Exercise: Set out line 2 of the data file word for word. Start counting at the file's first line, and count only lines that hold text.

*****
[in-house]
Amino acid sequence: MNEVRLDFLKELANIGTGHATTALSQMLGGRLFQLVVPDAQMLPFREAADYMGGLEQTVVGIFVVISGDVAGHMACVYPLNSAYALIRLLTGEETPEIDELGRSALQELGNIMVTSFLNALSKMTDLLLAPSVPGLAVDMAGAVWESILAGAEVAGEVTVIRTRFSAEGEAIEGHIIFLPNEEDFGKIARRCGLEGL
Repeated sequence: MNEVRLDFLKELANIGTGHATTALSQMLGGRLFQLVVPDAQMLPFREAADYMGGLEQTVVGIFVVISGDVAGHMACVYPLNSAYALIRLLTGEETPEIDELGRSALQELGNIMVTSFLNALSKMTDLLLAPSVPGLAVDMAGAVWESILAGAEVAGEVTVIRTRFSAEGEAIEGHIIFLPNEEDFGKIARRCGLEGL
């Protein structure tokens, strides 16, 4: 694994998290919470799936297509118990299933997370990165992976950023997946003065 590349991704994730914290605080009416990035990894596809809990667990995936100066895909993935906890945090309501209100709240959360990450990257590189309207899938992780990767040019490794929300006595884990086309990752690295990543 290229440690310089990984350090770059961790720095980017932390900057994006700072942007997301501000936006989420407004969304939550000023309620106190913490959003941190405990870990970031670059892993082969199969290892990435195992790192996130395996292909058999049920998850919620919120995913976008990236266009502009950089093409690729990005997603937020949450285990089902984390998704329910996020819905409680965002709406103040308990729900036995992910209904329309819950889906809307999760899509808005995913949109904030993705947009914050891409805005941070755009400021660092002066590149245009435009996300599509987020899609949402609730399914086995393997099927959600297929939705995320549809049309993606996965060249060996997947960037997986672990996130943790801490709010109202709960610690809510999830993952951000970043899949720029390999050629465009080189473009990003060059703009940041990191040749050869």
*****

Amino acid sequence: MNEVRLDFLKELANIGTGHATTALSQMLGGRLFQLVVPDAQMLPFREAADYMGGLEQTVVGIFVVISGDVAGHMACVYPLNSAYALIRLLTGEETPEIDELGRSALQELGNIMVTSFLNALSKMTDLLLAPSVPGLAVDMAGAVWESILAGAEVAGEVTVIRTRFSAEGEAIEGHIIFLPNEEDFGKIARRCGLEGL